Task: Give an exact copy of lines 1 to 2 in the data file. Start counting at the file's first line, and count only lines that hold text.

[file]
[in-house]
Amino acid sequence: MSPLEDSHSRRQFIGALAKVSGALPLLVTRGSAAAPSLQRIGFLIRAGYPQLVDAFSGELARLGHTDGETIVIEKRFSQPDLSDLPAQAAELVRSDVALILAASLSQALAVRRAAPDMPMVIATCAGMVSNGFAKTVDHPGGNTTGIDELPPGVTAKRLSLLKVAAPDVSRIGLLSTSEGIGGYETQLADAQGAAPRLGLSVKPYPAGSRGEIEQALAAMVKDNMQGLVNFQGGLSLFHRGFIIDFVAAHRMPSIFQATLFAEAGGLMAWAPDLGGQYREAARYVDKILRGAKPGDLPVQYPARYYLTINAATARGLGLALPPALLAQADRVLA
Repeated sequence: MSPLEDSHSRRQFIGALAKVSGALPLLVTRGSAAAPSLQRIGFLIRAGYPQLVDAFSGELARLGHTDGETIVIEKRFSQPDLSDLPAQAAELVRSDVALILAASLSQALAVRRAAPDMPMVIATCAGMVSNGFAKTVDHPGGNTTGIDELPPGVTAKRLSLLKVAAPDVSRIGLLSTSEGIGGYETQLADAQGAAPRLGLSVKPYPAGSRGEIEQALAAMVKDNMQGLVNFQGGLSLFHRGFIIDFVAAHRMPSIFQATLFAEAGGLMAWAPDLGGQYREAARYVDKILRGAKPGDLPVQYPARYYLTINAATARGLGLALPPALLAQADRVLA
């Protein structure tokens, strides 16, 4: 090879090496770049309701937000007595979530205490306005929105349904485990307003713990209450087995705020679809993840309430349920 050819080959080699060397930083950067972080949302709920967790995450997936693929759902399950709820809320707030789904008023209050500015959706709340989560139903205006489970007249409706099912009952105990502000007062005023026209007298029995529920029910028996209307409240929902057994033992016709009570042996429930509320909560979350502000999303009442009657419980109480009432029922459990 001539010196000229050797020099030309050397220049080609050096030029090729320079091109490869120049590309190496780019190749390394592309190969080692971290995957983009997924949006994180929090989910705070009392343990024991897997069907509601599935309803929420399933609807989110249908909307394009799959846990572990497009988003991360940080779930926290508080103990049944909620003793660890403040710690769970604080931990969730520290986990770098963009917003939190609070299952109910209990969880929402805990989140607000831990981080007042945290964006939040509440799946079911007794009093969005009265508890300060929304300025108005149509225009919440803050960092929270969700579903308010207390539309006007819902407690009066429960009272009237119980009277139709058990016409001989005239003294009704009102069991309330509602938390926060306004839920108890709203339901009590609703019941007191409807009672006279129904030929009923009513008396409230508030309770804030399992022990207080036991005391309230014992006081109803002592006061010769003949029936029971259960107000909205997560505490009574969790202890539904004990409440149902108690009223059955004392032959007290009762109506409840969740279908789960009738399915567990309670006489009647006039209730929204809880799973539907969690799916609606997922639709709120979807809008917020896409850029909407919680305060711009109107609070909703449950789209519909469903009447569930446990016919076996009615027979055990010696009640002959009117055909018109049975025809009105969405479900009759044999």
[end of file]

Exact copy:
[in-house]
Amino acid sequence: MSPLEDSHSRRQFIGALAKVSGALPLLVTRGSAAAPSLQRIGFLIRAGYPQLVDAFSGELARLGHTDGETIVIEKRFSQPDLSDLPAQAAELVRSDVALILAASLSQALAVRRAAPDMPMVIATCAGMVSNGFAKTVDHPGGNTTGIDELPPGVTAKRLSLLKVAAPDVSRIGLLSTSEGIGGYETQLADAQGAAPRLGLSVKPYPAGSRGEIEQALAAMVKDNMQGLVNFQGGLSLFHRGFIIDFVAAHRMPSIFQATLFAEAGGLMAWAPDLGGQYREAARYVDKILRGAKPGDLPVQYPARYYLTINAATARGLGLALPPALLAQADRVLA